A Meta-Media Studies Approach to Digital Pedagogy
Victoria Grace Walden / University of Sussex

Overhead shot of students studying at a large table with tech devices strewn about
Teaching and learning are increasingly reliant on computers and tech devices. Victoria Grace Walden suggests a ‘meta-media studies’ approach to critically examine the ways we use technologies to teach with and about media. Photo by Marvin Meyer from Unsplash.

I currently have two roles at my institution: I am a senior lecturer in media studies and a Director of Student Experience. In the former role, I am currently teaching about (mostly digital) media through digital media (or ‘edtech’) and in the latter role, I am complicit in using the institution’s digital platforms to monitor attendance. Of course, there are valid reasons for such surveillance related to student well-being, however the amount of data I can see on any individual student’s engagement with our Canvas site (our VLE) and the duration of their time in a Zoom session feels invasive, particularly when we know many students are in complex and sometimes unsafe living environments. Furthermore, there are legal ramifications for those on Tier 4 Visas, whose attendance we have to report to the Home Office.

The friction that emerged between my two positions drew attention to a need to heighten our students’ critical digital faculties. That is not to say that they simply need digital literacies training. As David Buckingham[1] has well highlighted, ‘media literacy’ can become a neo-liberal tool which puts the responsibility on the individual and is often pushed by Governments who simultaneously try to attack ‘media studies’ (which, he argues, is a far better way to develop people’s understanding of the media).

Inspired by the work of Critical Digital Pedagogy[2], I went into this term with a critical perspective to the digital technologies I adopted in my teaching. Nonetheless, it seemed to me that whilst Critical Digital Pedagogy is heavily influenced by important Cultural Studies thinkers, notably bell hooks; there is less involvement in the field by media studies specialists. I call the approach I have trialled this term ‘Meta-Media Studies’. In this short commentary, I discuss two lessons in which simultaneously thinking and teaching critically with and about edtech opened up learning opportunities in which the technology we use in educational spaces became foregrounded as media we can and should study. The first is the use of Google’s 360 Tour platform for a Globalisation lecture with foundation year students. The second is the discussion of Canvas and Zoom in a MA seminar on Foucault and Surveillance Culture.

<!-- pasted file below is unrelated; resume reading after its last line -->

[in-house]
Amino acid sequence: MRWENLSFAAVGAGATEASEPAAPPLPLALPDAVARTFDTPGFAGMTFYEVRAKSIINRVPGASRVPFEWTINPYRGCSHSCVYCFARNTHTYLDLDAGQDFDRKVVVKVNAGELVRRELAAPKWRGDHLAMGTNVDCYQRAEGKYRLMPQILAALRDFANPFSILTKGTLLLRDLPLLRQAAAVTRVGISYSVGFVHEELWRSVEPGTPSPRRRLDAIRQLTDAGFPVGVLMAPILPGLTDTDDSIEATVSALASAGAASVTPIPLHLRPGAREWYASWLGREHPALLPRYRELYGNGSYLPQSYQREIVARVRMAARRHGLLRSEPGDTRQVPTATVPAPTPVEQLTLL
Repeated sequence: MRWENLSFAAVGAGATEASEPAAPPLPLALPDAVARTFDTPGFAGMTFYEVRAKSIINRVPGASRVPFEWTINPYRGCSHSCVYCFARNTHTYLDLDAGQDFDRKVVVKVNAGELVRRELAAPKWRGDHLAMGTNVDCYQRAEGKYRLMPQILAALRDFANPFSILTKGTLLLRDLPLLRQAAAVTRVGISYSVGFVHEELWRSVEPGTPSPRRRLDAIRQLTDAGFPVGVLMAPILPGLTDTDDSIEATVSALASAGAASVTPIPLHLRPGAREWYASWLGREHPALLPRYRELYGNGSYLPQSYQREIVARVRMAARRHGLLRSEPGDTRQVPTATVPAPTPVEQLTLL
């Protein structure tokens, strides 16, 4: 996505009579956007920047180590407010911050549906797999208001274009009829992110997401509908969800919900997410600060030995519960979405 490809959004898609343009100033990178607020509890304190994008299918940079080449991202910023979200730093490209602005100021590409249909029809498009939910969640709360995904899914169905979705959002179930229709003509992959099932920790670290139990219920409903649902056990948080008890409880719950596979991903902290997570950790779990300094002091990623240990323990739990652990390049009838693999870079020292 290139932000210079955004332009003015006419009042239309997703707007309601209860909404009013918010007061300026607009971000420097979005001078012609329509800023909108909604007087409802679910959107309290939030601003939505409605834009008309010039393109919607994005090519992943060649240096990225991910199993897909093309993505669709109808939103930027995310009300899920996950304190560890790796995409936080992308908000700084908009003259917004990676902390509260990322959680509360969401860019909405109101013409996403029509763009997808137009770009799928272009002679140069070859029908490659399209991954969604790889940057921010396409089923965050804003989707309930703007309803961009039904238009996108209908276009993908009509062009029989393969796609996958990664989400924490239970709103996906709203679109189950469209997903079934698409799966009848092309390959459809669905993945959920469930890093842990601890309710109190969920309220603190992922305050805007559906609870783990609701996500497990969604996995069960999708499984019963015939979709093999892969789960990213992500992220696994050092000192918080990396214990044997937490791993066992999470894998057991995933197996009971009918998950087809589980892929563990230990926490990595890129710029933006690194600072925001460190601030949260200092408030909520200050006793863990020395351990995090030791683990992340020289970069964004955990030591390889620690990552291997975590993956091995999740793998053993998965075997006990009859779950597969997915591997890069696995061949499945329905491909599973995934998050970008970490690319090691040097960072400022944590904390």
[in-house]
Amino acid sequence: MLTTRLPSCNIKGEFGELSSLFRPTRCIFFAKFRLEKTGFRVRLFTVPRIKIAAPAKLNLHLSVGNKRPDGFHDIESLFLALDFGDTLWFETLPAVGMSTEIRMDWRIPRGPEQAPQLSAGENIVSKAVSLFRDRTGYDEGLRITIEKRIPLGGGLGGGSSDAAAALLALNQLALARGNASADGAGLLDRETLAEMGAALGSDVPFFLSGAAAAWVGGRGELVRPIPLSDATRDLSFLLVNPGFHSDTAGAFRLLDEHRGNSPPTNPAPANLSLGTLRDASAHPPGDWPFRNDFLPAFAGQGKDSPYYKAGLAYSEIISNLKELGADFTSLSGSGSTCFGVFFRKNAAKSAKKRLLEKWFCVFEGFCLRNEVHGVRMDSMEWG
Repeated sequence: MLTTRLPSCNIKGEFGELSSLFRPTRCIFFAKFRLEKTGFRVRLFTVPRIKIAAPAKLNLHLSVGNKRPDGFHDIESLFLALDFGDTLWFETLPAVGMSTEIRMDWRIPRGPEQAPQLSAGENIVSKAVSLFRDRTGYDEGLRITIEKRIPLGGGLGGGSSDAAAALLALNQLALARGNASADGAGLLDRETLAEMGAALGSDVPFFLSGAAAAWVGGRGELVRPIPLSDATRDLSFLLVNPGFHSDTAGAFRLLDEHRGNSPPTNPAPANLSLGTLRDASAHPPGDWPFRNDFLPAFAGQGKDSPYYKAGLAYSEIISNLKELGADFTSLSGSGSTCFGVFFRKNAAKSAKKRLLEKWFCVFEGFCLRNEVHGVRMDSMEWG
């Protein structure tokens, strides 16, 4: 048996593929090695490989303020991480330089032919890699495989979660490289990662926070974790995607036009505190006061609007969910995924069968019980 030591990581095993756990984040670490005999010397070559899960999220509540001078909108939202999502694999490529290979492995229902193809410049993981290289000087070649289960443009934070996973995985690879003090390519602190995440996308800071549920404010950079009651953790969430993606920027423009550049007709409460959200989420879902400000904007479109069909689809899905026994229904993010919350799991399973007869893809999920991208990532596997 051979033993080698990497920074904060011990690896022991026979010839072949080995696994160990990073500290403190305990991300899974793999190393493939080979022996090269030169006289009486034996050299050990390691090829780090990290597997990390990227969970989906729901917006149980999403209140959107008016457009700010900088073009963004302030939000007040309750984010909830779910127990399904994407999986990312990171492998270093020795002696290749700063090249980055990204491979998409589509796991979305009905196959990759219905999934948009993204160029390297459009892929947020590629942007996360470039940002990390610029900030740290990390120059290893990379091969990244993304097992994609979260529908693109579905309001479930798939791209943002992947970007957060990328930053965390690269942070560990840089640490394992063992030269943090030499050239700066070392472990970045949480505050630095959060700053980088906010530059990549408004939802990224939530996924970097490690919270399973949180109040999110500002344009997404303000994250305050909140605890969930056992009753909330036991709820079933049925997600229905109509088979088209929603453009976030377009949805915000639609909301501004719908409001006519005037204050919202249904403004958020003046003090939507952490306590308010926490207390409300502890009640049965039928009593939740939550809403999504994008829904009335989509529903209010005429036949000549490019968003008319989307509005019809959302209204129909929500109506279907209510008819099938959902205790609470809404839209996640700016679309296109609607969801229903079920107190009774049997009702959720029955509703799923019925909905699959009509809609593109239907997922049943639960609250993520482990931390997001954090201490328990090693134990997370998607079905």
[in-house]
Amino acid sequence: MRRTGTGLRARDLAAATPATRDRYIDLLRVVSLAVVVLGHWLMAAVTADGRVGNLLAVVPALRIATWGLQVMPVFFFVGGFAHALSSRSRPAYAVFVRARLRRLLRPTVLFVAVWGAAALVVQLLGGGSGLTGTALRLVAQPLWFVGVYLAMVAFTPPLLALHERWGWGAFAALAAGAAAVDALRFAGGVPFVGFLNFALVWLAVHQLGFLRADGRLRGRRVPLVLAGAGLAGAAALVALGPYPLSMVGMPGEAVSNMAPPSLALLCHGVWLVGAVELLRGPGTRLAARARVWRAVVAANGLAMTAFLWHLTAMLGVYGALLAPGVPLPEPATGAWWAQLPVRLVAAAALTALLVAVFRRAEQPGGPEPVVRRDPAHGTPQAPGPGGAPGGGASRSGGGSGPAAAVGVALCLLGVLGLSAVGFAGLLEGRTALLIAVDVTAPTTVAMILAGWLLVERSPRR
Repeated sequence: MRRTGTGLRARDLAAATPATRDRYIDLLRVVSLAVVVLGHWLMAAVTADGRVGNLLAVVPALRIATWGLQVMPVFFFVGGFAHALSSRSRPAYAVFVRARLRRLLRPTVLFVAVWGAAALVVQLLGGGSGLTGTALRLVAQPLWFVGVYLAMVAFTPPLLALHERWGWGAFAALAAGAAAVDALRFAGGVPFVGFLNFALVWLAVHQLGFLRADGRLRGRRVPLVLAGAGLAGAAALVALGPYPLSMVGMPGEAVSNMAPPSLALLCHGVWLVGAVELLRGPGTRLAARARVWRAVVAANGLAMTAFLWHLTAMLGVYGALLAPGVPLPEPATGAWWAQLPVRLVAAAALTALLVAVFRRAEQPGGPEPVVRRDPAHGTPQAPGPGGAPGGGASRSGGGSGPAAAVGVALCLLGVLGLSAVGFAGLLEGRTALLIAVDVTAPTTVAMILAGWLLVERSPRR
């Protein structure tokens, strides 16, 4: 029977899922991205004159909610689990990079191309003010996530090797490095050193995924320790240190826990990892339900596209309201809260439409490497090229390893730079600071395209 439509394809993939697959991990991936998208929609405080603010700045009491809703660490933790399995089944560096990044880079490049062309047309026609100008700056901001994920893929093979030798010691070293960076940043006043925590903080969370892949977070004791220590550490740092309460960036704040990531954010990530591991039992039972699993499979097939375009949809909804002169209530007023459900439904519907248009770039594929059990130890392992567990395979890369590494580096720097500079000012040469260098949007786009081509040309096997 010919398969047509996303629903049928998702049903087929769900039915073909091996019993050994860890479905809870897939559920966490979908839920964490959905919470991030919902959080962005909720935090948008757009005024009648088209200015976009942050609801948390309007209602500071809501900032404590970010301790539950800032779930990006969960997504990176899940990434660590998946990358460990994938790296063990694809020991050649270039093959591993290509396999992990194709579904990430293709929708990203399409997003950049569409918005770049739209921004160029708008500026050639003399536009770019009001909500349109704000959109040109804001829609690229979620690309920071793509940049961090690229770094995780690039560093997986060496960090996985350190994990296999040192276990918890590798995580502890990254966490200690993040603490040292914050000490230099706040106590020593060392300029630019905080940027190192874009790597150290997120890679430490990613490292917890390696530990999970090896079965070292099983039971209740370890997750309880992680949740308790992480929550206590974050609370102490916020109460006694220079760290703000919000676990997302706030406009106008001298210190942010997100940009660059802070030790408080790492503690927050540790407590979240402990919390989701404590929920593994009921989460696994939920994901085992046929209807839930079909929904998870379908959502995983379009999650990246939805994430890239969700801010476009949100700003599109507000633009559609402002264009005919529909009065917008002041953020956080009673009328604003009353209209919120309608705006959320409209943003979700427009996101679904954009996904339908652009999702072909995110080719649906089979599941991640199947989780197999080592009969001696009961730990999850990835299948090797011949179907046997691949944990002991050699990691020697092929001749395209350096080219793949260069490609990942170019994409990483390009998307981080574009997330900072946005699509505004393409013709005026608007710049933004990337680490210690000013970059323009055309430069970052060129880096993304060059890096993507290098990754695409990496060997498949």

Globalisation on Google’s Terms: No Image of that Part of the World is Available, Please Select A Different Location

I started the term with my foundation year students by taking them on a ‘world tour’ in order to explore issues related to globalisation. In many ways, Google’s 360 Tour platform offered a great alternative to ‘death by PowerPoint’ because it allowed me to simply drop slides or images onto locations throughout the world. Several students remarked in the chat that this was the most travelling they had done in ages (I presented the tour through Zoom, so students could hear me speaking live and we could converse simultaneously). As I dropped my pin on the Google Map, however, I had to select which of Google’s photogrammetry representations of any particular location I wanted to use as my backdrop. I started on campus, highlighting the office and teaching spaces that I dearly missed. However, already I realised I was emphasising particular assumptions about where learning happens—the institution of the University.

Some of the places I selected for the tour had personal meaning to me. I selected Marrakech, for example, to speak about the cultural differences in McDonalds’ menus across the world because it was one of the last places that I had seen a McDonalds beyond my own neighbourhood. At this point, a student started sharing in the chat their experience of growing up in the Moroccan city and a multitude of examples of cultural blending there. One of the examples that I wanted to discuss, however, was the power dynamics related to image-making in the former French West African colonies and the participatory practices of Jean Rouch. I had decided to ‘take the students’ to Niger, where Rouch had worked extensively. However, every time I tried to drop my map pin, it would not reveal an image. I soon realised that a large swathe of Northern and Central Africa was greyed out—unavailable for representation on this platform. So, I reluctantly chose the nearest country and location I could get a map pin to drop on, which happened to be a forest dirt track in Ghana.

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Screenshot of closest alternate location from Google Tour
Two images from Google Tour: The first illustrating what happens when I tried to drop my map pin near cities in Niger. The second is the nearest place I was able to drop my pin.

This became a teachable moment and a space for discussion: what sites did Google consider worthy of capturing? To what extent is it really a 360 platform if it cannot capture the full 360 degrees of the world? I was able to go under the sea (to discuss the materiality of Internet cables), but I could not go to a widely inhabited area of the African continent. In the chat, this ignited decolonisation discussions in ways I had not previously experienced in week 1 of a foundation year programme. The edtech platform through which I was teaching became our case study for doing media studies.

You Don’t Need Your Camera OnI Can Still ‘See’ You: Surveilled Students